• Local nonprofit Adventure Crew was the recipient of a $10,000 grant from Duke Energy. The grant dollars will help fund the organization’s monthly outings that connect teens from urban areas to various outdoor nature activities. Each activity is free for participants and exposes teens to the region’s natural resources to introduce new experiences and spark a lifelong passion for the outdoors.
  • B The Keeper, which uses bee honey to raise awareness and funding for sustainability projects throughout Cincinnati, received a $10,000 Duke Energy grant. The money will help bring B The Keeper’s Powerful Pollinators program to two local high schools. The program involves installing pollinator habitats at the schools and using them as hands-on outdoor laboratories to educate students about pollinators, native biodiversity and career paths rooted in regional sustainability efforts.
  • Butler County Educational Service Center will apply its $7,500 grant from Duke Energy to design professional development modules for teachers. The focus of the modules is to build teachers’ skills in addressing their students’ learning loss in math due to the school interruptions, quarantines and student anxiety resulting from the pandemic. 
  • The Cincinnati & Hamilton County Public Library was awarded a $10,000 grant from Duke Energy for its STEAM Challenge summer program, which is designed to provide more than 25 hours of free experiences and activities to local children over an eight-week summer session. The program aims to provide engaging experiences that also help participants retain the skills they gain during the schoolyear.
  • In response to the demand for interesting and accessible educational opportunities in the fields of science, technology, reading, engineering, arts and math (STREAM), Cincinnati Art Museum is developing the “STREAMing into the Community” program with the help of a $10,000 Duke Energy grant. The program will feature one-hour virtual and hands-on programs for students of all ages – with a primary goal of working with underserved populations. Program participants will engage with a museum educator who will use artworks to inspire students to explore STREAM subjects and make interdisciplinary connections to the world around them.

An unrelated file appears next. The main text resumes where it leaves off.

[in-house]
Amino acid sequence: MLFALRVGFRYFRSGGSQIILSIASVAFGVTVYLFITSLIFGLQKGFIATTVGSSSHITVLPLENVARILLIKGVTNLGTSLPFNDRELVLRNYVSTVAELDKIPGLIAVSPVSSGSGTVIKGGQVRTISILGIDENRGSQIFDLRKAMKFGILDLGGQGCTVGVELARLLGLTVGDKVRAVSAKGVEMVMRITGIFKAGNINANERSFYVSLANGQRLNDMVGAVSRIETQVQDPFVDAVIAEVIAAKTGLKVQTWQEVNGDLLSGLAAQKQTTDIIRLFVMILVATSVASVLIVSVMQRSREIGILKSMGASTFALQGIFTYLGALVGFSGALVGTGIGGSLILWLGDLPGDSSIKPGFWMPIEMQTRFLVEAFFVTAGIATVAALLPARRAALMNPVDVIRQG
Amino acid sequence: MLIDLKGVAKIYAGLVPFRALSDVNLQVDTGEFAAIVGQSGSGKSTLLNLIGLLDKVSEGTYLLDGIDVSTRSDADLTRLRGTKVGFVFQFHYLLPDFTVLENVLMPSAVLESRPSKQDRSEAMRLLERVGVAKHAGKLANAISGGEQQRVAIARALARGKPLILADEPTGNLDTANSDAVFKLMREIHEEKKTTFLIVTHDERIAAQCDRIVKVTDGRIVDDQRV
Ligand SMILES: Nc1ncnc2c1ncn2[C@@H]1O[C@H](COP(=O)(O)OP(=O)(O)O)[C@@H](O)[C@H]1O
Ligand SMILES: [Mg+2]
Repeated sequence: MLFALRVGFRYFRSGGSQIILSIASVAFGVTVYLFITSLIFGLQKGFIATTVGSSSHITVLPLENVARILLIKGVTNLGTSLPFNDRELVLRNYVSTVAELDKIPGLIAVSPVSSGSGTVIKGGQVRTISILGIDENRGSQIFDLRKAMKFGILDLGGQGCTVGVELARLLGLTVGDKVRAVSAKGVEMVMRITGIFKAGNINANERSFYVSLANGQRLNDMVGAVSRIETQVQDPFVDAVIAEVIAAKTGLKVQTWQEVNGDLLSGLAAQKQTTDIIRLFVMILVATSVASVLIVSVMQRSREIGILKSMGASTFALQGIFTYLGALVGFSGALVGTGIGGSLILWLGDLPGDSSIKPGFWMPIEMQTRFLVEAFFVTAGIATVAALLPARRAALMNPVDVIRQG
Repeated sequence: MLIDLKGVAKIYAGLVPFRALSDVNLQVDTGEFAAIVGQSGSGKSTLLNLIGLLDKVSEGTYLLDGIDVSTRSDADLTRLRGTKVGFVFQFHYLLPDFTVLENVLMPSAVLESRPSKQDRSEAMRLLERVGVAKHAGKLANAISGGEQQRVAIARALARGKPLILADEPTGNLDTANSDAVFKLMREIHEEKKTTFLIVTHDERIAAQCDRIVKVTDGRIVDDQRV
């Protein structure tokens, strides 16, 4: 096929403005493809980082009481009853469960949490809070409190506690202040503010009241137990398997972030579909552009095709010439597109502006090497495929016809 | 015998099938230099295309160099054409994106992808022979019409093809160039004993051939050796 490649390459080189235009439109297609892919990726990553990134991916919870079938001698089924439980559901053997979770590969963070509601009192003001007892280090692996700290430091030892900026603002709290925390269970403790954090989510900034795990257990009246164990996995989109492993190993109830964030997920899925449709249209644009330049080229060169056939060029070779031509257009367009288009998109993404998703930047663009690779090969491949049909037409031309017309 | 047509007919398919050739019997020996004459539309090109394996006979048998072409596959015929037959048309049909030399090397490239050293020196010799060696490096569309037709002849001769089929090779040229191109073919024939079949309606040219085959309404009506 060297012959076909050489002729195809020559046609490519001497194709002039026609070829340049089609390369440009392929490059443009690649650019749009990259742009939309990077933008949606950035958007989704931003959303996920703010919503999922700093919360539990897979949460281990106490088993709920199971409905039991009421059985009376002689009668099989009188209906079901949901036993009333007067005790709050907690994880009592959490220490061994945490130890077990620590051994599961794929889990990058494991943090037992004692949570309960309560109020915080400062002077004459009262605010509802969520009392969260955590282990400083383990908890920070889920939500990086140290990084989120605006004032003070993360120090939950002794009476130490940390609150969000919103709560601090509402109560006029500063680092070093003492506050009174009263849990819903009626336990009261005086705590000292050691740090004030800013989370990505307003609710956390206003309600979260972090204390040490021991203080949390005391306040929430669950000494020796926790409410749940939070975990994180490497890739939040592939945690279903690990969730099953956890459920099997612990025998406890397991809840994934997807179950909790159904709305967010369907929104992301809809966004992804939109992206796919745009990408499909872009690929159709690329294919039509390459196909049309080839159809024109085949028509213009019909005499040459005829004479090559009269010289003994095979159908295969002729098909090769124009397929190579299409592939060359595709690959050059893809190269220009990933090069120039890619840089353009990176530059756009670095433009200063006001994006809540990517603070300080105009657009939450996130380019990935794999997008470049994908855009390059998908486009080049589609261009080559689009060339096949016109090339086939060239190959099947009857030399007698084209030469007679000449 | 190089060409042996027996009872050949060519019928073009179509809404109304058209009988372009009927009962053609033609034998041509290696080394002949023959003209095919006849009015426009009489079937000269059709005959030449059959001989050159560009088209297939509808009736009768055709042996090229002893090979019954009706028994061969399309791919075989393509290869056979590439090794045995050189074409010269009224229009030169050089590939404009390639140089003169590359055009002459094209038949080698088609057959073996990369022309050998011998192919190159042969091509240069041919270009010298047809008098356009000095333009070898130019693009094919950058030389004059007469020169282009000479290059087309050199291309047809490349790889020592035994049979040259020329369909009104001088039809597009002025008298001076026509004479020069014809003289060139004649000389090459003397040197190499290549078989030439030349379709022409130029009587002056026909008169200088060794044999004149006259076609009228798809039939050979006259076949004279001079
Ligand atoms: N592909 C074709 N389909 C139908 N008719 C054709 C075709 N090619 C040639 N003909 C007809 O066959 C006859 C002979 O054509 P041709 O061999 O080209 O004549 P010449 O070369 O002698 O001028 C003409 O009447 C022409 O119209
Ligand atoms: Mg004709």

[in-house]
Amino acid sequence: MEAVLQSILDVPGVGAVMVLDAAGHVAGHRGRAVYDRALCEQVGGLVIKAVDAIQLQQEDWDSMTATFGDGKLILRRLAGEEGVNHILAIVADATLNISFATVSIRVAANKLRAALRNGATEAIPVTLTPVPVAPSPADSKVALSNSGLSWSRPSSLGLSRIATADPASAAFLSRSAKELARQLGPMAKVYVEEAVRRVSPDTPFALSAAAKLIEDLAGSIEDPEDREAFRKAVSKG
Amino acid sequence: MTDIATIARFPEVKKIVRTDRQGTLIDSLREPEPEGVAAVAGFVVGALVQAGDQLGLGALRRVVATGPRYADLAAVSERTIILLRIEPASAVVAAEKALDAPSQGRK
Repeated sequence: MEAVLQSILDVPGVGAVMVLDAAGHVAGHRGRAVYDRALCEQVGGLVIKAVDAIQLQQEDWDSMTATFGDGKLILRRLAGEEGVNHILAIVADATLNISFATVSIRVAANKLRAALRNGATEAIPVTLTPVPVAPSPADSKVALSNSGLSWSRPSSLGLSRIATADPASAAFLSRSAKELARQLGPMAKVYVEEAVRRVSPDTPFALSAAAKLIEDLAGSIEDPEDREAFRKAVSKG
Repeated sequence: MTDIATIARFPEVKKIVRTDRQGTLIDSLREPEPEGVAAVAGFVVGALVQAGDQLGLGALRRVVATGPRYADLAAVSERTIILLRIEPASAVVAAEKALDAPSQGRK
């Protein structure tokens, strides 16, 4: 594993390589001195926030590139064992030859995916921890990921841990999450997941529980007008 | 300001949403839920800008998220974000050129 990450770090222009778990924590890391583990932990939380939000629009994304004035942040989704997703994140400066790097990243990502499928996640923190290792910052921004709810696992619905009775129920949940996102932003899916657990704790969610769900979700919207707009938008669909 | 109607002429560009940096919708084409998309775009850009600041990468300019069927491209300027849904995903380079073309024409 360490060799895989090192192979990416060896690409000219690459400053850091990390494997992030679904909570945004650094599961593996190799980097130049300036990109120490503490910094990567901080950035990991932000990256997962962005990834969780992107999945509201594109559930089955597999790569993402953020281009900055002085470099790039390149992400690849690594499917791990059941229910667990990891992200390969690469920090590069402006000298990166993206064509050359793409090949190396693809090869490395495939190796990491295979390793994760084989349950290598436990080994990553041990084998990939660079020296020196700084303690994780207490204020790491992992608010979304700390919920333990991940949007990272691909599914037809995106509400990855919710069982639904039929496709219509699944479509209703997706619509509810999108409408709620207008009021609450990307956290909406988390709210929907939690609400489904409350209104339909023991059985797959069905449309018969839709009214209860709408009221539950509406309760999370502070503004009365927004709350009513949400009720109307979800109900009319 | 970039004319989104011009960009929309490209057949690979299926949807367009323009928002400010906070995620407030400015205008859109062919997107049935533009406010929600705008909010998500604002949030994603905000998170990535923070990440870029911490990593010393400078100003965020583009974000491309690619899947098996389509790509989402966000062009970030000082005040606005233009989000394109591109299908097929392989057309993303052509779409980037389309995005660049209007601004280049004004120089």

• Cincinnati Center City Development Corp.’s (3CDC) Ziegler Park Summer Camp received a $20,000 grant from Duke Energy to help extend its programming to 10 weeks in 2021. The camp offers safe, nurturing and positive experiences for local children, 70% of whom are from low-income households. Each summer, campers participate in fun activities that incorporate exercise and encourage healthy lifestyles, as well as educational programs that encourage brain development, like STEM and nature programs and chess tournaments.
  • Duke Energy presented Cincinnati Children’s Hospital with a $25,000 grant to support the Imagination Library program in Hamilton County. This program aims to foster early literacy and improved kindergarten readiness by mailing one book per month to kids up to 5 years old. Approximately 22,000 of the 54,000 eligible children in Hamilton County are currently enrolled in the program, which is administered by Cincinnati Children’s.
  • Since 2015, the Down Syndrome Association of Greater Cincinnati has hosted summer tutoring programs to help its students avoid “summer slide.” Given the pandemic’s impacts on all students, the organization’s leaders knew they would need to do more in 2021. So, the group used its $10,000 grant from Duke Energy to expand its individual and small group tutoring programs, which help students improve or maintain their current reading levels. In addition, the tutoring allows students to remain connected to their overall learning goals – and spend less time on relearning lost skills due to the pandemic’s impact on in-person schooling in 2020 and 2021.